Limits of Preprocessing††thanks: Research funded by the ERC (COMPLEX REASON, Grand Reference 239962).
We present a first theoretical analysis of the power of polynomial-time preprocessing for important combinatorial problems from various areas in AI. We consider problems from Constraint Satisfaction, Global Constraints, Satisfiability, Nonmonotonic and Bayesian Reasoning. We show that, subject to a complexity theoretic assumption, none of the considered problems can be reduced by polynomial-time preprocessing to a problem kernel whose size is polynomial in a structural problem parameter of the input, such as induced width or backdoor size. Our results provide a firm theoretical boundary for the performance of polynomial-time preprocessing algorithms for the considered problems.
Keywords: Fixed-Parameter Tractability, Constraint Satisfaction, Global Constraints, Satisfiability, Bayesian Networks, Normal Logic Programs, Computational Complexity.
Many important computational problems that arise in various areas of AI are intractable. Nevertheless, AI research was very successful in developing and implementing heuristic solvers that work well on real-world instances. An important component of virtually every solver is a powerful polynomial-time preprocessing procedure that reduces the problem input. For instance, preprocessing techniques for the propositional satisfiability problem are based on Boolean Constraint Propagation (see, e.g., ?, ?), CSP solvers make use of various local consistency algorithms that filter the domains of variables (see, e.g., ?, ?); similar preprocessing methods are used by solvers for Nonmonotonic and Bayesian reasoning problems (see, e.g., ?, ?, ?, ?, respectively).
Until recently, no provable performance guarantees for polynomial-time preprocessing methods have been obtained, and so preprocessing was only subject of empirical studies. A possible reason for the lack of theoretical results is a certain inadequacy of the P vs NP framework for such an analysis: if we could reduce in polynomial time an instance of an NP-hard problem just by one bit, then we can solve the entire problem in polynomial time by repeating the reduction step a polynomial number of times, and follows.
With the advent of parameterized complexity (?), a new theoretical framework became available that provides suitable tools to analyze the power of preprocessing. Parameterized complexity considers a problem in a two-dimensional setting, where in addition to the input size , a problem parameter is taken into consideration. This parameter can encode a structural aspect of the problem instance. A problem is called fixed-parameter tractable (FPT) if it can be solved in time where is a function of the parameter and is a polynomial of the input size . Thus, for FPT problems, the combinatorial explosion can be confined to the parameter and is independent of the input size. It is known that a problem is fixed-parameter tractable if and only if every problem input can be reduced by polynomial-time preprocessing to an equivalent input whose size is bounded by a function of the parameter (?). The reduced instance is called the problem kernel, the preprocessing is called kernelization. The power of polynomial-time preprocessing can now be benchmarked in terms of the size of the kernel. Once a small kernel is obtained, we can apply any method of choice to solve the kernel: brute-force search, heuristics, approximation, etc. (?). Because of this flexibility a small kernel is generally preferable to a less flexible branching-based fixed-parameter algorithm. Thus, small kernels provide an additional value that goes beyond bare fixed-parameter tractability.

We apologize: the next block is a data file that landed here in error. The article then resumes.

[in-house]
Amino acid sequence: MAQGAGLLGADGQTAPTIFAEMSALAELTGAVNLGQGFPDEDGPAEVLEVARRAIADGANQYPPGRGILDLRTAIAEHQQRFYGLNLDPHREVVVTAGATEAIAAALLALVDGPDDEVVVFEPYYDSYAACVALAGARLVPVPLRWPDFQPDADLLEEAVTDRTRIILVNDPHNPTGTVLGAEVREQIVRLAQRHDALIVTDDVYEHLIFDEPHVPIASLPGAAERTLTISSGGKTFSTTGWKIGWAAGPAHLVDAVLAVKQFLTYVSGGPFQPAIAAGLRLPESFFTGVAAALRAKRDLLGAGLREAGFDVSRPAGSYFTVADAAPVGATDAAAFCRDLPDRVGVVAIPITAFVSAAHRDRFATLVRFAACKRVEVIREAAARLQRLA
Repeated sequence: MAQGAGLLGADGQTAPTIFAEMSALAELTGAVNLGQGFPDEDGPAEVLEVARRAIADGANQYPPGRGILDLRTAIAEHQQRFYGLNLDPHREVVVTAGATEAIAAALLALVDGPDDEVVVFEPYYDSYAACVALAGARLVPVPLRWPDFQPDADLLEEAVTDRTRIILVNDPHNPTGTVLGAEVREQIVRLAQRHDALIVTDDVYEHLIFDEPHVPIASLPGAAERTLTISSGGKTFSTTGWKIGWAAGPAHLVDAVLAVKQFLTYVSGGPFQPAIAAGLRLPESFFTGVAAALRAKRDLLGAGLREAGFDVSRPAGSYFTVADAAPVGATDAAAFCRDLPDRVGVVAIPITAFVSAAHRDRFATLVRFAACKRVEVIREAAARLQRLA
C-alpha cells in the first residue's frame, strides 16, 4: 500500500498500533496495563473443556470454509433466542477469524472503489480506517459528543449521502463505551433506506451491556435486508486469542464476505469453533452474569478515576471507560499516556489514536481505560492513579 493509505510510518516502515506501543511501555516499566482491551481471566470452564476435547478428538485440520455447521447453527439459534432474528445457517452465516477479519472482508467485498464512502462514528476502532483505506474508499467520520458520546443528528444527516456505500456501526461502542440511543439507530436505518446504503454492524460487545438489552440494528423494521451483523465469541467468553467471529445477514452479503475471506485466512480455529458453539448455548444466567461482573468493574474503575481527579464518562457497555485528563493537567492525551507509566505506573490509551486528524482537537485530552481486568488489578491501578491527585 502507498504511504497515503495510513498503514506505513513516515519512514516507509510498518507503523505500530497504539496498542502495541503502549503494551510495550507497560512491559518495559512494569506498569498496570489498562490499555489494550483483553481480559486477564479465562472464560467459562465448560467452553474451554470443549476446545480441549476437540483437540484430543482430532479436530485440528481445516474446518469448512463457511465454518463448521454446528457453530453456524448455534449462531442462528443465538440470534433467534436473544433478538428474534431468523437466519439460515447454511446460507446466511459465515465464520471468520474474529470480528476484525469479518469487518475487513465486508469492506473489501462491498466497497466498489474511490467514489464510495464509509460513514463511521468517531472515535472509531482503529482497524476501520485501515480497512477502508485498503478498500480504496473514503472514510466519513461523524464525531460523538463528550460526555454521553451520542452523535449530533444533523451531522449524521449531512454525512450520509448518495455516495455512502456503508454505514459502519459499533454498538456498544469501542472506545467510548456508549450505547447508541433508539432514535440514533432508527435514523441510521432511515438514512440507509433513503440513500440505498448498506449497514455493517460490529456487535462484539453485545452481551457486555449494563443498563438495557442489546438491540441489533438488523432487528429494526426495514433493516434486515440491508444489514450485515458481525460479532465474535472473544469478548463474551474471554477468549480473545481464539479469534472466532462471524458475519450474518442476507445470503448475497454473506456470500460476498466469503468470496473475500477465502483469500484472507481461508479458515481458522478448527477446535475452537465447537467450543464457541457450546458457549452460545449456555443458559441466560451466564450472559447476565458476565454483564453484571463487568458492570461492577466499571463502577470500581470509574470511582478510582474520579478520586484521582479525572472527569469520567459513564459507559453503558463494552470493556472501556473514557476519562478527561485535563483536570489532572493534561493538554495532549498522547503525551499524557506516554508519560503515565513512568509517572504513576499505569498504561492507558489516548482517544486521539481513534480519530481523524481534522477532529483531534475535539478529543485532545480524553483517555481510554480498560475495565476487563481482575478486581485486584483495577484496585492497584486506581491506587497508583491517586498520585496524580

In general the size of the kernel is exponential in the parameter, but many important NP-hard optimization problems such as Minimum Vertex Cover, parameterized by solution size, admit polynomial kernels, see, e.g., (?) for references.
In previous research several NP-hard AI problems have been shown to be fixed-parameter tractable. We list some important examples from various areas:
Constraint satisfaction problems (CSP) over a fixed universe of values, parameterized by the induced width (?).
Consistency and generalized arc consistency for intractable global constraints, parameterized by the cardinalities of certain sets of values (?).
Propositional satisfiability (SAT), parameterized by the size of backdoors (?).
Positive inference in Bayesian networks with variables of bounded domain size, parameterized by size of loop cutsets (?; ?).
Nonmonotonic reasoning with normal logic programs, parameterized by feedback width (?).
However, only exponential kernels are known for these fundamental AI problems. Can we hope for polynomial kernels?
Our results are throughout negative. We provide strong theoretical evidence that none of the above fixed-parameter tractable AI problems admits a polynomial kernel. More specifically, we show that a polynomial kernel for any of these problems causes a collapse of the Polynomial Hierarchy to its third level, which is considered highly unlikely by complexity theorists.
Our results are general: The kernel lower bounds are not limited to a particular preprocessing technique but apply to any clever technique that could be conceived in future research. Hence the results contribute to the foundations of AI.
Our results suggest the investigation of alternative approaches to polynomial-time preprocessing; for instance, preprocessing that produces in polynomial time a Boolean combination of polynomially sized kernels instead of one single kernel.
2 Formal Background
A parameterized problem P is a subset of for some finite alphabet . For a problem instance we call the main part and the parameter. We assume the parameter is represented in unary. For the parameterized problems considered in this paper, the parameter is a function of the main part, i.e., for a function . We then denote the problem as , e.g., -CSP(width) denotes the problem -CSP parameterized by the width of the given tree decomposition.